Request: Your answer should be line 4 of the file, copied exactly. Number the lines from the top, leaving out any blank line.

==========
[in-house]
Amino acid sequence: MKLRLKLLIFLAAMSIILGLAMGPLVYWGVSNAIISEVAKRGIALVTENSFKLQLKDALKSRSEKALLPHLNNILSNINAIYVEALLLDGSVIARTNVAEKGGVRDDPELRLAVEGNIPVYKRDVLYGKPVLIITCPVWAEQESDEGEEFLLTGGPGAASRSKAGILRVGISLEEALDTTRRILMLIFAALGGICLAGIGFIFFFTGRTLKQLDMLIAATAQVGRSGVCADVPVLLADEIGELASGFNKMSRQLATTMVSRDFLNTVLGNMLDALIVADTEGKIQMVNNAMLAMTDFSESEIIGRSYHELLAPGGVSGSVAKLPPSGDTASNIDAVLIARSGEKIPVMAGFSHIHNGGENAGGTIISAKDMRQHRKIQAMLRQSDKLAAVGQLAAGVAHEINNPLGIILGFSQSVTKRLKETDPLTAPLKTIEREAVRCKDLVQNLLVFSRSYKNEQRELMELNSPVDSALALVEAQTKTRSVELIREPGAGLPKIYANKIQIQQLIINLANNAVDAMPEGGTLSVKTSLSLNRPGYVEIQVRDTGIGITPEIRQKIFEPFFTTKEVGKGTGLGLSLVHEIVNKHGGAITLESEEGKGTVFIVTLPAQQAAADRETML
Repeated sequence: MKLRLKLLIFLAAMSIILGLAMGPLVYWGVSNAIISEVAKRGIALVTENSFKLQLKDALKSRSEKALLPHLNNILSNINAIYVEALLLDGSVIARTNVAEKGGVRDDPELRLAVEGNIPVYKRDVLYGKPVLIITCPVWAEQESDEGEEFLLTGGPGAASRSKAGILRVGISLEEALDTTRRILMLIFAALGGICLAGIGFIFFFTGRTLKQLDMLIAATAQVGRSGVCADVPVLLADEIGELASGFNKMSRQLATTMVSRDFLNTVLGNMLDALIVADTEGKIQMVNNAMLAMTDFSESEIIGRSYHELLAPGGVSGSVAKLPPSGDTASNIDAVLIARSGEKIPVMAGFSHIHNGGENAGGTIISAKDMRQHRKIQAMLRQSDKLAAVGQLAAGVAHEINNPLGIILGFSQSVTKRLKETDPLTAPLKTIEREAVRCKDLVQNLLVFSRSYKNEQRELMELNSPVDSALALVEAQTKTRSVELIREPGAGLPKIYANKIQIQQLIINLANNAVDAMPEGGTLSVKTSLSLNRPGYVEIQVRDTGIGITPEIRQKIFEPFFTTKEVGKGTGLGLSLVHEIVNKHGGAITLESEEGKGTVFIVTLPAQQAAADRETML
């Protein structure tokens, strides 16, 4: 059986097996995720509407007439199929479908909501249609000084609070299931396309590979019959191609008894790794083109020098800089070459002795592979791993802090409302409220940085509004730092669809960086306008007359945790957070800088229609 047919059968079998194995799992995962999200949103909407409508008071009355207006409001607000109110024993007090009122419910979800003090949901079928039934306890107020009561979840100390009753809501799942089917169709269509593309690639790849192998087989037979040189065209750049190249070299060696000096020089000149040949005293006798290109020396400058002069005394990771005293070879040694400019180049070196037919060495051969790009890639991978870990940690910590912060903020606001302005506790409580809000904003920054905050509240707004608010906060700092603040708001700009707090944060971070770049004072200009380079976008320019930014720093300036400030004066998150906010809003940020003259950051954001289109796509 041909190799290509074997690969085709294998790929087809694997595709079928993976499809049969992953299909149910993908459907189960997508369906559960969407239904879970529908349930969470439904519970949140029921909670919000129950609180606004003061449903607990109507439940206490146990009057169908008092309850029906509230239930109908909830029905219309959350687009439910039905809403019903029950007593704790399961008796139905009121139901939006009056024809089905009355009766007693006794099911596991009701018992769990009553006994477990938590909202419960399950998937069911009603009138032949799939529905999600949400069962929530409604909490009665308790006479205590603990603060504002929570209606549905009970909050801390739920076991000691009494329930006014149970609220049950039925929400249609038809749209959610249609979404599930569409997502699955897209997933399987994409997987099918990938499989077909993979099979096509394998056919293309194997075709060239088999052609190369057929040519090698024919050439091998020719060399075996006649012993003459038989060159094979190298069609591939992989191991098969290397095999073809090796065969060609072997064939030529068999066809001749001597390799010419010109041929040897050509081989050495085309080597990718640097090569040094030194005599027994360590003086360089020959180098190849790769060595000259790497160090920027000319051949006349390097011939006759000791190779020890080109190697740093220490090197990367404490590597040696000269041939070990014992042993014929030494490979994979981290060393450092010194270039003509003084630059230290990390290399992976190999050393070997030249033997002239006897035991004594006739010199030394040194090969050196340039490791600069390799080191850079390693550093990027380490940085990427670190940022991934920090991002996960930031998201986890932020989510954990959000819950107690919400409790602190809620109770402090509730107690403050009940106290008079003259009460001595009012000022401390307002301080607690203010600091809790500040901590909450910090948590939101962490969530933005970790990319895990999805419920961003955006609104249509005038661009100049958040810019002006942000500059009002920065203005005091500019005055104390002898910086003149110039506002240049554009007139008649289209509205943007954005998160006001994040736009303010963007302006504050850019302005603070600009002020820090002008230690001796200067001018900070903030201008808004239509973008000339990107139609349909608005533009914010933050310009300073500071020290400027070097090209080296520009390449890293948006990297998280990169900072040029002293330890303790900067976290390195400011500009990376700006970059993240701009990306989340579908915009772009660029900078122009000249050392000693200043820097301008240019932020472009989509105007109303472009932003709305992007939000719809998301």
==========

């Protein structure tokens, strides 16, 4: 059986097996995720509407007439199929479908909501249609000084609070299931396309590979019959191609008894790794083109020098800089070459002795592979791993802090409302409220940085509004730092669809960086306008007359945790957070800088229609 047919059968079998194995799992995962999200949103909407409508008071009355207006409001607000109110024993007090009122419910979800003090949901079928039934306890107020009561979840100390009753809501799942089917169709269509593309690639790849192998087989037979040189065209750049190249070299060696000096020089000149040949005293006798290109020396400058002069005394990771005293070879040694400019180049070196037919060495051969790009890639991978870990940690910590912060903020606001302005506790409580809000904003920054905050509240707004608010906060700092603040708001700009707090944060971070770049004072200009380079976008320019930014720093300036400030004066998150906010809003940020003259950051954001289109796509 041909190799290509074997690969085709294998790929087809694997595709079928993976499809049969992953299909149910993908459907189960997508369906559960969407239904879970529908349930969470439904519970949140029921909670919000129950609180606004003061449903607990109507439940206490146990009057169908008092309850029906509230239930109908909830029905219309959350687009439910039905809403019903029950007593704790399961008796139905009121139901939006009056024809089905009355009766007693006794099911596991009701018992769990009553006994477990938590909202419960399950998937069911009603009138032949799939529905999600949400069962929530409604909490009665308790006479205590603990603060504002929570209606549905009970909050801390739920076991000691009494329930006014149970609220049950039925929400249609038809749209959610249609979404599930569409997502699955897209997933399987994409997987099918990938499989077909993979099979096509394998056919293309194997075709060239088999052609190369057929040519090698024919050439091998020719060399075996006649012993003459038989060159094979190298069609591939992989191991098969290397095999073809090796065969060609072997064939030529068999066809001749001597390799010419010109041929040897050509081989050495085309080597990718640097090569040094030194005599027994360590003086360089020959180098190849790769060595000259790497160090920027000319051949006349390097011939006759000791190779020890080109190697740093220490090197990367404490590597040696000269041939070990014992042993014929030494490979994979981290060393450092010194270039003509003084630059230290990390290399992976190999050393070997030249033997002239006897035991004594006739010199030394040194090969050196340039490791600069390799080191850079390693550093990027380490940085990427670190940022991934920090991002996960930031998201986890932020989510954990959000819950107690919400409790602190809620109770402090509730107690403050009940106290008079003259009460001595009012000022401390307002301080607690203010600091809790500040901590909450910090948590939101962490969530933005970790990319895990999805419920961003955006609104249509005038661009100049958040810019002006942000500059009002920065203005005091500019005055104390002898910086003149110039506002240049554009007139008649289209509205943007954005998160006001994040736009303010963007302006504050850019302005603070600009002020820090002008230690001796200067001018900070903030201008808004239509973008000339990107139609349909608005533009914010933050310009300073500071020290400027070097090209080296520009390449890293948006990297998280990169900072040029002293330890303790900067976290390195400011500009990376700006970059993240701009990306989340579908915009772009660029900078122009000249050392000693200043820097301008240019932020472009989509105007109303472009932003709305992007939000719809998301």